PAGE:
Thursday, December 09, 2004

Standing on guard for thee costs money! DOYY!

Tell us something that we don't know about.

A Canadian Senate report stated some shortfalls in our post 9/11 security apparatus.

Translation - as hard as we try to protect the country from the evil Whatsisname, Chummy and the ever menacing Whatever, we couldn't do it any better without manpower and money.

Like... DUH!

The fact that Canada hasn’t suffered a terrorist attack after 9-11 is largely luck, not good planning and preparedness, says a Senate report.

Of course, many people believe that because we are such a peaceful, progressive nation that didn't get behind W when he launched his attack on Iraq, nobody would touch us. Right?

“When it comes to national security and defence — issues that are not part of the everyday lives of most Canadians — the vast majority of citizens trust in luck,” the national security and defence committee said Wednesday.

“Unfortunately, luck is notoriously untrustworthy.”

The report touched on various aspects of national security that needed improvement, and there were many examples that pointed out that the Government was not doing enough to enhance and expand on various initiatives. Case in point: the security on the Great Lakes is virtually non-existent. Any determined criminal/terrorist mastermind could create a virtual pipeline between Ontario and New York without detection.

Of course, one could also point out the illegal cigarette and booze smuggling operations carried out in the Thousand Islands area around Kingston. The Ontario Provincial Police had a very fun time trying to enforce the law in the area, yet those wily smugglers still find a way to ply their clandestine trade, and as long as smokes and booze continue to get taxed higher, there will always be a demand for the contraband.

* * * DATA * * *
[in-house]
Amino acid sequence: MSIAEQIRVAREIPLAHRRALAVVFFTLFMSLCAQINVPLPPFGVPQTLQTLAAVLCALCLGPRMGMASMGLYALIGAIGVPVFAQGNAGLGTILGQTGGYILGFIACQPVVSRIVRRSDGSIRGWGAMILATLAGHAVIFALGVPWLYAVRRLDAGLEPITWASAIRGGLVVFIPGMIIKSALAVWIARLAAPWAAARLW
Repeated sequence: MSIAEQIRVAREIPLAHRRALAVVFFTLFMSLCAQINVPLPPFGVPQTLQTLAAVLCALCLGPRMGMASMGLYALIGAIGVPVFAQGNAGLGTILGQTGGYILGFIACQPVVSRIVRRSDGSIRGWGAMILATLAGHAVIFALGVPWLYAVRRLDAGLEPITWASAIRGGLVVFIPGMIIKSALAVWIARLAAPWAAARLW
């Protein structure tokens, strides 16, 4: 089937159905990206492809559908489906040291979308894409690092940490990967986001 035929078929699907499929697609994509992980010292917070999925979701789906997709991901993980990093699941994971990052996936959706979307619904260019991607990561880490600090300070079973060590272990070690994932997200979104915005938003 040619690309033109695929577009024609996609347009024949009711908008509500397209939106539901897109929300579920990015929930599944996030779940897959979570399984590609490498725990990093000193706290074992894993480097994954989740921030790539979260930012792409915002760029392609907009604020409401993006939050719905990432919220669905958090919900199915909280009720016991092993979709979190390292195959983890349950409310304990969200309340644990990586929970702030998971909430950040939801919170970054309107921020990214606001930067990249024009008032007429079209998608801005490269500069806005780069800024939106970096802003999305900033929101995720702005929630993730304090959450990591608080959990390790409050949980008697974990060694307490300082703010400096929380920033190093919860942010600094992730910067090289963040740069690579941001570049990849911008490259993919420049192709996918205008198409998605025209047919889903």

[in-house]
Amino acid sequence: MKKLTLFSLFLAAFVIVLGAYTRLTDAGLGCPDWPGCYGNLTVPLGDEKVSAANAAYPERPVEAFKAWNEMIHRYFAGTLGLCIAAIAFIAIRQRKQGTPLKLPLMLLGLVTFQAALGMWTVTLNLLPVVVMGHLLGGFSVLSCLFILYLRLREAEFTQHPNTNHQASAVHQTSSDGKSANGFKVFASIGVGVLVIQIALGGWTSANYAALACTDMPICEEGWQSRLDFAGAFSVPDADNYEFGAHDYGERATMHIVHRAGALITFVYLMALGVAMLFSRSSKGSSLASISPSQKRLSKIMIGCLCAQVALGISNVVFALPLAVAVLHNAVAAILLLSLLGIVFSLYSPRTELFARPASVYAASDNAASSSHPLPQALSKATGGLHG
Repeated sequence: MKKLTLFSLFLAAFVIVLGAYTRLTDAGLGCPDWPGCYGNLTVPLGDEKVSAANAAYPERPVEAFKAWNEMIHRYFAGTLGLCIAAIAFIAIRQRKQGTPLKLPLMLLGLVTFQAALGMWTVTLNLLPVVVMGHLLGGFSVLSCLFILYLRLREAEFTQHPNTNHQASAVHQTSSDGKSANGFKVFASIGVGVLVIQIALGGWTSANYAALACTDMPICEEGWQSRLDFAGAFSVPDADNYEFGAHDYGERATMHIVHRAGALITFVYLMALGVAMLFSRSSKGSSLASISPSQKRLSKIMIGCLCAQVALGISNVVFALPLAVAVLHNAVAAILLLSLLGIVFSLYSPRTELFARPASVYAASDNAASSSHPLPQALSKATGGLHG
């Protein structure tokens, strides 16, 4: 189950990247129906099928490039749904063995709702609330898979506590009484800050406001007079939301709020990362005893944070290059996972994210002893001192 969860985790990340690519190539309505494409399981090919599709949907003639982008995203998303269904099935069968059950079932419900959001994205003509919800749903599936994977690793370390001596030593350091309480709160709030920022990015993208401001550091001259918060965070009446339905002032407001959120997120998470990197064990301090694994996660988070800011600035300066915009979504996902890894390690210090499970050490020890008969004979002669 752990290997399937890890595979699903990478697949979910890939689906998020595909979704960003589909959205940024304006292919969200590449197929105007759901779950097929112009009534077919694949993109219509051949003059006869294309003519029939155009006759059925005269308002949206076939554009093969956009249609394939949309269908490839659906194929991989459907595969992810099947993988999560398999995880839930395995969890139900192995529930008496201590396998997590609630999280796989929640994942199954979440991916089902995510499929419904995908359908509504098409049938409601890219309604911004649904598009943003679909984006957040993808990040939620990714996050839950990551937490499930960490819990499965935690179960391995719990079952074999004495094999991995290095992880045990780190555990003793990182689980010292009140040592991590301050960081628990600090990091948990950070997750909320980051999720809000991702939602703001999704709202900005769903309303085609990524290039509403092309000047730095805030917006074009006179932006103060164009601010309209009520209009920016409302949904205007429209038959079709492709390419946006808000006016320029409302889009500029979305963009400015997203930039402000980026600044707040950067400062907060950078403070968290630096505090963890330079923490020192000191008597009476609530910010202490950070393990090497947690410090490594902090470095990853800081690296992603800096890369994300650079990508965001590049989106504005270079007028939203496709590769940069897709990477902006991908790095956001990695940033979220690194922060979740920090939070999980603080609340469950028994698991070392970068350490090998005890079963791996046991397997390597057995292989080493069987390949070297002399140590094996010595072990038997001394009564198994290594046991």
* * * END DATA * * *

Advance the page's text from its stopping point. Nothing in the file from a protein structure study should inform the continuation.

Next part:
Even more disturbing is the following revelation...

The committee was particularly concerned with issues like passes for airport workers, which Kenny said are easily forged, and port security, where police in places like Montreal might attend a domestic dispute in the morning, a shoplifting incident at noon and port matters in the afternoon.

In Halifax, seven police officers are assigned to full-time port security, he said — not nearly enough.

“The problem at seaports is huge,” said Kenny, adding that the situation at U.S. ports is no better. “We have no adequate policing at seaports.”

Kenny cited efforts at the much larger seaport of Rotterdam in Holland, which has more than 280 police “working on the port and only on the port.

“The model of Rotterdam is the right one; the models we are using here in Canada are not.”

Not to mention the shortfalls in airport security: we already have 2 incidents where bombs were loaded onto jets here in Canada.

So what will the masters do about this?

My gut feeling is that they will probably get better astrologers. After all, we are a peaceful, progressive nation. Right?

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